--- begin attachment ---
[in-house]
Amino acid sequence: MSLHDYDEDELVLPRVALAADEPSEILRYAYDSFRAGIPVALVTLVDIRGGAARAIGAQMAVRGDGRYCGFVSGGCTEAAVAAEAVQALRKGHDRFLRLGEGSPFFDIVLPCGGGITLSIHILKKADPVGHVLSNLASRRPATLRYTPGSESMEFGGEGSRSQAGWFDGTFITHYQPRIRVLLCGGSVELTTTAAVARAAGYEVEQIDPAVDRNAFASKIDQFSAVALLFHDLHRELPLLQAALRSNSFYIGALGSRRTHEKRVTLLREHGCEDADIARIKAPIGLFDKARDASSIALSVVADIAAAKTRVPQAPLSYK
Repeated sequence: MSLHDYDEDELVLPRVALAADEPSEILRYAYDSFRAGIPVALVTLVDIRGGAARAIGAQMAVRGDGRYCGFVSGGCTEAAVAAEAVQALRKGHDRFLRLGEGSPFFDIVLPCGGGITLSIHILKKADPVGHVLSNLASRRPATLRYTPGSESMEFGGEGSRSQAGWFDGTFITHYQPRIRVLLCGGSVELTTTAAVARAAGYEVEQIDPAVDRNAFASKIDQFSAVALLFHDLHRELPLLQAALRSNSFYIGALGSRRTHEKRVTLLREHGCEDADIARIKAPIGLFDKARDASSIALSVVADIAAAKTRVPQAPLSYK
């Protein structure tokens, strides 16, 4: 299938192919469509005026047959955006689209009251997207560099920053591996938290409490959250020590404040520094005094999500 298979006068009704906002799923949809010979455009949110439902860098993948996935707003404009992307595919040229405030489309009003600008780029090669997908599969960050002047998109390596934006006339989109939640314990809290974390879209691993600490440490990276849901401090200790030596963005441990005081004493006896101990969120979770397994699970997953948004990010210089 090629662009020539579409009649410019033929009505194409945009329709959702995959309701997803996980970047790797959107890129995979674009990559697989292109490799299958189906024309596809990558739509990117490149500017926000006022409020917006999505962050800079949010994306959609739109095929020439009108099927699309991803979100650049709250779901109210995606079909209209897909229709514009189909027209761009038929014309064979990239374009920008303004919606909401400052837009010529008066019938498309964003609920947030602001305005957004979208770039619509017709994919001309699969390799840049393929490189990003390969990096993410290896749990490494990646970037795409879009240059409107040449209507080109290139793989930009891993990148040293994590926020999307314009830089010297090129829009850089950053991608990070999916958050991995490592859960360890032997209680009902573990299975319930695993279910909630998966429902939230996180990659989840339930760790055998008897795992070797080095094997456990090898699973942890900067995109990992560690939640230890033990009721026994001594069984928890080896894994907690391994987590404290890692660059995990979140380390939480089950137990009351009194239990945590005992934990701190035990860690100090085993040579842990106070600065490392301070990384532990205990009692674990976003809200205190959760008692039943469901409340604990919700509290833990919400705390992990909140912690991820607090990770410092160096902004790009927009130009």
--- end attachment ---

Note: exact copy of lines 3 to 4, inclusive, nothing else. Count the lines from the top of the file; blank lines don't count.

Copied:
Repeated sequence: MSLHDYDEDELVLPRVALAADEPSEILRYAYDSFRAGIPVALVTLVDIRGGAARAIGAQMAVRGDGRYCGFVSGGCTEAAVAAEAVQALRKGHDRFLRLGEGSPFFDIVLPCGGGITLSIHILKKADPVGHVLSNLASRRPATLRYTPGSESMEFGGEGSRSQAGWFDGTFITHYQPRIRVLLCGGSVELTTTAAVARAAGYEVEQIDPAVDRNAFASKIDQFSAVALLFHDLHRELPLLQAALRSNSFYIGALGSRRTHEKRVTLLREHGCEDADIARIKAPIGLFDKARDASSIALSVVADIAAAKTRVPQAPLSYK
């Protein structure tokens, strides 16, 4: 299938192919469509005026047959955006689209009251997207560099920053591996938290409490959250020590404040520094005094999500 298979006068009704906002799923949809010979455009949110439902860098993948996935707003404009992307595919040229405030489309009003600008780029090669997908599969960050002047998109390596934006006339989109939640314990809290974390879209691993600490440490990276849901401090200790030596963005441990005081004493006896101990969120979770397994699970997953948004990010210089 090629662009020539579409009649410019033929009505194409945009329709959702995959309701997803996980970047790797959107890129995979674009990559697989292109490799299958189906024309596809990558739509990117490149500017926000006022409020917006999505962050800079949010994306959609739109095929020439009108099927699309991803979100650049709250779901109210995606079909209209897909229709514009189909027209761009038929014309064979990239374009920008303004919606909401400052837009010529008066019938498309964003609920947030602001305005957004979208770039619509017709994919001309699969390799840049393929490189990003390969990096993410290896749990490494990646970037795409879009240059409107040449209507080109290139793989930009891993990148040293994590926020999307314009830089010297090129829009850089950053991608990070999916958050991995490592859960360890032997209680009902573990299975319930695993279910909630998966429902939230996180990659989840339930760790055998008897795992070797080095094997456990090898699973942890900067995109990992560690939640230890033990009721026994001594069984928890080896894994907690391994987590404290890692660059995990979140380390939480089950137990009351009194239990945590005992934990701190035990860690100090085993040579842990106070600065490392301070990384532990205990009692674990976003809200205190959760008692039943469901409340604990919700509290833990919400705390992990909140912690991820607090990770410092160096902004790009927009130009």